Accessibility Tip of the Week

Making accessibility simpler.

It takes five minutes.

Once a week, in your inbox, you'll get a simple but effective accessibility tip. It's simple enough that you can start implementing it within your organization during the week. And there's an overview at the beginning to provide a quick summary.

Check out our most recent Tip of the Week below. Fill out the registration form to sign up. It's completely free and we will not sell or share your data. If you prefer, you can also subscribe via RSS .

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Our most recent tip.

Before you buy (part three)...

  • Summary: Run a quick accessibility spot check.
  • Who it helps: Your employees and customers with disabilities.
  • Additional benefits: Buying accessible up front saves your organization time and money in the long run.

When you buy a website, software, platform or other digital service, it is important to include accessibility as a requirement for that purchase. The third step on your way to an accessible purchase is to run a spot check to verify accessibility.

What you should spot check depends on what you are purchasing. If you are buying software that already exists or picking a platform to build on, you can test the software itself. If you are getting a custom website or other custom content, ask to see a previous accessible example that vendor built. If no other option is available, test the website of the vendor you are considering.

How to run a digital spot check.

Pick 2-3 pages or areas to try out. We recommend picking the main page, a form, and a specialty function or area.

  1. Test the keyboard accessibility. Start with the focus at the top (the url for a web page). Then don’t touch the mouse. You should be able to do everything with a keyboard that you can do with a mouse.
    • Move the focus forward with the tab key.
    • Use the enter key to activate links and buttons.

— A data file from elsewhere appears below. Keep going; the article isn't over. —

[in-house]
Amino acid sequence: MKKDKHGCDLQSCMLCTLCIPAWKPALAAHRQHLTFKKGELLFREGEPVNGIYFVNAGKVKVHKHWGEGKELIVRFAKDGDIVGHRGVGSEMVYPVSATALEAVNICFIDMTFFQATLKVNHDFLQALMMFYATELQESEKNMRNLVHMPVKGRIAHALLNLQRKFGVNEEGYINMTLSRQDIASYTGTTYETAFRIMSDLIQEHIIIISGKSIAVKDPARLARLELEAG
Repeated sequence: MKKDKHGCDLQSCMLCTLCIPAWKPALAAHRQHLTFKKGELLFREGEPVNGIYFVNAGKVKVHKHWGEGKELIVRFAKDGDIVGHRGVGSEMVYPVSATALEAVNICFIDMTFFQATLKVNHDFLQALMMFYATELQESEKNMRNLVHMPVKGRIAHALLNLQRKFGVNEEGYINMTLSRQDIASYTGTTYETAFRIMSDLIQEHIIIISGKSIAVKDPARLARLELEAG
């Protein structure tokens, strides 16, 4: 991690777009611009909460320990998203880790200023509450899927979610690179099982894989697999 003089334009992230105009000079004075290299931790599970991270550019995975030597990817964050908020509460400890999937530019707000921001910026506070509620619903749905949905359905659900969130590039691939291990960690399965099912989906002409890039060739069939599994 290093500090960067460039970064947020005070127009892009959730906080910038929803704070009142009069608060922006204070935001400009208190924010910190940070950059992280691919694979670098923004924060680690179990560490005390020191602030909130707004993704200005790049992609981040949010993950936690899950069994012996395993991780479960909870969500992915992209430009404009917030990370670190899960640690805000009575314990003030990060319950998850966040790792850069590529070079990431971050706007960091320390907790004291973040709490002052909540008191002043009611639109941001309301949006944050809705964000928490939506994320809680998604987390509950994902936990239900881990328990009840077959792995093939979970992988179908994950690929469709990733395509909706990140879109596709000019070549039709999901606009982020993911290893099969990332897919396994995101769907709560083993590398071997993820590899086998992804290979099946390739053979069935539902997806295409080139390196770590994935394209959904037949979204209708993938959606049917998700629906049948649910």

• Use the arrow keys to navigate in menus.
    • Use the spacebar to select items.
    • Use the escape key to close popups and drop down menus.
  2. If you are evaluating a web page or web app, enter the URL into WebAIM’s Wave .
    • Ideally, you should receive 0 errors.
  3. Strip the view of color. Is everything still readable and understandable?
    • Option 1: If its a webpage, while you are using the WebAim Report, you can go to Contrast > Desaturate Page to view the page in grayscale.
    • Option 2: Install Color Oracle and use it to view the page in grayscale.
    • Option 3: Take a screen capture and look at a print preview in grayscale
  4. Increase the magnification/zoom and see if the content remains usable.
    • On a webpage, zoom to 400% by holding the control key down and hitting the plus (+) key. The magnification shows to the right of the URL.
    • On a phone, go to the accessibility settings and increase the icon and text size.
    • For a desktop application, increase the icon and text size using the operating system accessibility settings.
  5. Change the color scheme and see if the content remains usable.
    • In accessibility settings on your phone or desktop, change the color scheme to dark mode.

If the spot check is relatively clean, that’s a good sign that the vendor takes accessibility seriously.

This work is licensed under CC BY-NC-SA 4.0    .

If you are promoting accessibility within your organization or community, sending out easy-to-understand tips can be a helpful addition to your strategy. You are welcome to share the tips here under the mentioned Creative Commons license, as long as you cite Accessible Community as your source.